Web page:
We’re six months and one day away from the start of college football’s
new early signing period (Dec. 20-22) so I guess you could consider this
the midpoint of the 2018 recruiting cycle. In reality, there’s no official
start to a recruiting cycle, it’s just always happening, but if you’re a
fan and look at these things on a year-by-year basis, it’s fine to feel
like we’re halfway home.
And while I’m not sure being at the
midpoint can be considered a “start” any longer, whatever it is, it’s
looking good so far for the Big Ten. Per ESPN’s class rankings,
the Big Ten has six teams in the top 25. Ohio State recently overtook
Miami for the No. 1 class in the country, Penn State is 5, Michigan 9,
Nebraska 11, Northwestern 20 and Minnesota 23.
The SEC also has
six schools in the top 25, but three of those schools rank between 22
and 25. None of those six schools is Alabama right now. The ACC has
three teams in the top 10, but only one other team in the top 25. The
Big 12 and Pac-12 also have four schools each in the rankings.
any football top 25, recruiting or otherwise, that includes
Northwestern and Minnesota but not Alabama is invalidated immediately, a
victim of sample size, a faulty model or dumb luck. And the Tide will be fine by
the time we get to February. But there’s the potential this one could be at least slightly different. In the past, you’d just wait for all of
those high-profile defensive linemen to make their signing day
announcements (for SEC and ACC schools usually) and you’d end up with a
top 25 that looks the same as every other year.
But the Big Ten
seems to have a little more momentum with this 2018 class than it
usually does at this point in the cycle. 247Sports has the same six Big
Ten teams in its top 25 (in a slightly different order), but it also has
Wisconsin at 25 and Maryland at 26. It’ll be interesting to see if the
early signing period helps the conference hang on to some of its lofty
I think it has the potential to help the Big Ten at least a little bit. Here’s why: Most of the schools in the Big Ten were already having to get a little creative to land the best talent it could. So to introduce a new wrinkle might be less disruptive than it is for those schools that have enjoyed natural advantages for decades. I don’t know if that will be sustainable long term, we’re all flying blind here with the new recruiting rules, but it should make the 2018 class a fun one to watch.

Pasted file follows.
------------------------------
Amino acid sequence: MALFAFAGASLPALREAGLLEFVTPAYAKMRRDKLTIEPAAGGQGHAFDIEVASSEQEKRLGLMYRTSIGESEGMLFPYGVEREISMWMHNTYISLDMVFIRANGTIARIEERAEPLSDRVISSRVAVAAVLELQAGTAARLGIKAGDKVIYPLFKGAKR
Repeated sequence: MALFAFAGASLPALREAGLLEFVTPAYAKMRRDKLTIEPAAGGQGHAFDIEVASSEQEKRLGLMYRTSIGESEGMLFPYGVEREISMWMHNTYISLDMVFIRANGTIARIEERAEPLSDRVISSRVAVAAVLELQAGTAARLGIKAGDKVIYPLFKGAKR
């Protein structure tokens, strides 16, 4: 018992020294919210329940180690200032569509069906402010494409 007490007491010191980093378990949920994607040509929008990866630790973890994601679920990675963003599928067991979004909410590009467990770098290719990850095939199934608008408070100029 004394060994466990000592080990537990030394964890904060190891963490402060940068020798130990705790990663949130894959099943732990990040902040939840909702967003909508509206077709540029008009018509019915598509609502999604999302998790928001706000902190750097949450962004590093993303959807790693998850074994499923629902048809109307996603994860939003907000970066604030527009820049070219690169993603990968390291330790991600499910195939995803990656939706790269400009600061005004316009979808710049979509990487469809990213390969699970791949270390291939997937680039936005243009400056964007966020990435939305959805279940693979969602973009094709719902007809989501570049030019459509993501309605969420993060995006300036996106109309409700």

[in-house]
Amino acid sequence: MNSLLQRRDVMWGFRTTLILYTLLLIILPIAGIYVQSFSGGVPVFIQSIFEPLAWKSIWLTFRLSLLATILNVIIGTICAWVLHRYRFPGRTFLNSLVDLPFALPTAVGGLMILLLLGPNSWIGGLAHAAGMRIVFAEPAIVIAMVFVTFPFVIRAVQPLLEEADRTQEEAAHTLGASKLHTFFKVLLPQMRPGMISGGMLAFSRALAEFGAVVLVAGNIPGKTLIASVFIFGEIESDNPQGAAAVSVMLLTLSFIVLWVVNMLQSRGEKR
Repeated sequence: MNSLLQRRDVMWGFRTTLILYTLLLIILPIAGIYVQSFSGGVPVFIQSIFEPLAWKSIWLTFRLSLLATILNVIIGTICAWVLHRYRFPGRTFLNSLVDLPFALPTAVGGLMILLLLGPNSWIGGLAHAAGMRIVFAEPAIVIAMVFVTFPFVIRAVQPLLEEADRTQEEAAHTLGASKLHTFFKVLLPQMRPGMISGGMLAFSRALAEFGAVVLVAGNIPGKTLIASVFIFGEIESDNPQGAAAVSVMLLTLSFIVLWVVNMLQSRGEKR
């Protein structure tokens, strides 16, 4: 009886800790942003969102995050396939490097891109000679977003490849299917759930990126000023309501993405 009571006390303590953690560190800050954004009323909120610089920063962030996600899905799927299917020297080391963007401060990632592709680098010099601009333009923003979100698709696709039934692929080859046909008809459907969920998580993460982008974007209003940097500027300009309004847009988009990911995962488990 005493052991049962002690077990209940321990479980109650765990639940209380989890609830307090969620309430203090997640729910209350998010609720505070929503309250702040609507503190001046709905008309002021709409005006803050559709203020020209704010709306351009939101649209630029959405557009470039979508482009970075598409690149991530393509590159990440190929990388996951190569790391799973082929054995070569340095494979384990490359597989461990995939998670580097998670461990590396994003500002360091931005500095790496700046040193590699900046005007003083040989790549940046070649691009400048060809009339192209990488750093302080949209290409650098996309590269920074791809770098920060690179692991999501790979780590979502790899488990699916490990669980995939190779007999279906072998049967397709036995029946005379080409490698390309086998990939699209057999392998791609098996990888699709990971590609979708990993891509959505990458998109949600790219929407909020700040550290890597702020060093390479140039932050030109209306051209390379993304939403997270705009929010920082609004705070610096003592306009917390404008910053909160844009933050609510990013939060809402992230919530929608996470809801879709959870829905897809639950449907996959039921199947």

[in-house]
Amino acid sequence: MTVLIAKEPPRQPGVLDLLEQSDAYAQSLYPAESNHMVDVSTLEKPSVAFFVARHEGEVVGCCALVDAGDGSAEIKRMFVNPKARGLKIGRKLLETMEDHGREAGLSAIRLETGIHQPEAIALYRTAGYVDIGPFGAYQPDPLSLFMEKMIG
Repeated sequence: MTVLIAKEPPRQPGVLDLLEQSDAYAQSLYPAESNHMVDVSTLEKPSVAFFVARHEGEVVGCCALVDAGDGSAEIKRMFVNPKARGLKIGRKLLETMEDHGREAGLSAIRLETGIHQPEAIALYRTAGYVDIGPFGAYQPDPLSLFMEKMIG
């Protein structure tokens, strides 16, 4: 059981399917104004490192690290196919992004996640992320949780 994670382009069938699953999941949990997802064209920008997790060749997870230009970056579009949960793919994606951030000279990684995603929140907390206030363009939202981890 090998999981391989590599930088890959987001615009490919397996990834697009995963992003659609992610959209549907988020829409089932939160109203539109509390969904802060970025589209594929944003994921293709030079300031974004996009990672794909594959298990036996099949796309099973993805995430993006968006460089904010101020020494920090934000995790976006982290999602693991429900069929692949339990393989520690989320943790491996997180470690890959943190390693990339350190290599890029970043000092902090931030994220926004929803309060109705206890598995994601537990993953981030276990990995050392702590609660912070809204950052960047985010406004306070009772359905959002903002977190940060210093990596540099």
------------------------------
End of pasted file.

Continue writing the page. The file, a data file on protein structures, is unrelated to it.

It was a wall-to-wall recruiting weekend in Nebraska. It started with a rainy Friday Night Lights camp on Friday, which produced a few new scholarship offers, and ended with the commitment of 4-star wide receiver Joshua Moore. Moore is expected to be in Lincoln for this week’s Nebraska camp, and should get quite the welcome.
For a player with 50-plus offers who has done a ton of press because of those offers, Moore kept things pretty quiet following his commitment on Sunday. Didn’t stop a flood of stories, however, and here are some highlights.
Moore did talk briefly with Lynden Ostrander of MaxPreps about Sunday’s verbal commitment:
“The date was very special for me and my family,” Moore said. “My big brother was killed on this day, which was also his birthday. This day is definitely one to remember.”
Nebraska felt like the perfect fit for the ultra-athletic Moore.
“I chose Nebraska simply because of the plan they have set up for me in football as well as track,” Moore said. “I feel I can come in and make an immediate impact and contribute in a big way.”
What serves as Moore’s local paper in Texas, the Victoria Advocate, grabbed a quote from Yoakum High School head coach Bo Robinson:
“I’m happy for Josh,” Robinson said. “They (Nebraska) got a good one. I was pulling for the Aggies, but I will support all my guys’ decisions. I’m blessed to have so many talented athletes in Yoakum.”
Decent indication there of one of the big hurdles the Huskers had to clear here to land Moore, whose twin brother, Jordan, is currently committed to Texas A&M. The pull of Texas, any of the multiple Power 5 schools there, is tough to top for the state’s biggest prospects. On top of that, Yoakum is not a big place — population 5,815 at the 2010 census — and to have two players rocket up the recruiting rankings is somewhat unique. It’s very much a home-town heroes sort of feel, which you don’t always get with top-100 prospects who often play a big high school programs that send multiple guys to the college ranks. When you look at it from afar, it was not really a recruiting battle where you would’ve said, “Yeah, Nebraska can win that,” but for now it has.
Finally, this story wasn’t from yesterday but Moore told TexasHSFootball.com last month what kind of player the school he picked would be getting:
“[I’m] very ferocious, especially on defense,” Moore said of how he’d describe his game to the fan base he’ll ultimately suit up in front of. “I don’t really care who’s out there in front of me. I like to talk a lot of mess,” Moore added with a laugh. “So just a very ferocious player, a very confident player. I’m a vertical threat at wide receiver, a very physical wide receiver and a physical corner. I can beat you deep with my speed, run great routes and have great hands.”
Considering his wide-ranging skill-set, Moore emphasized that he’s set on playing football at the highest level on Sundays as soon as possible.
“I’m three years and out.”
The Grab Bag
- Urban Meyer highlights some of the things he looks for on the recruiting trail.
- ESPN looks at the potential 1,000-yard receivers and 3,000-yard passers in the Big Ten.
- Berry Trammel of the The Oklahoman ranks Nebraska’s nonconference schedule as the 21st-toughest among Power 5 schools.
- “Linemen sometimes look like running backs.” Lane Kiffin adjusts to life at Florida Atlantic.
Today’s Song of Today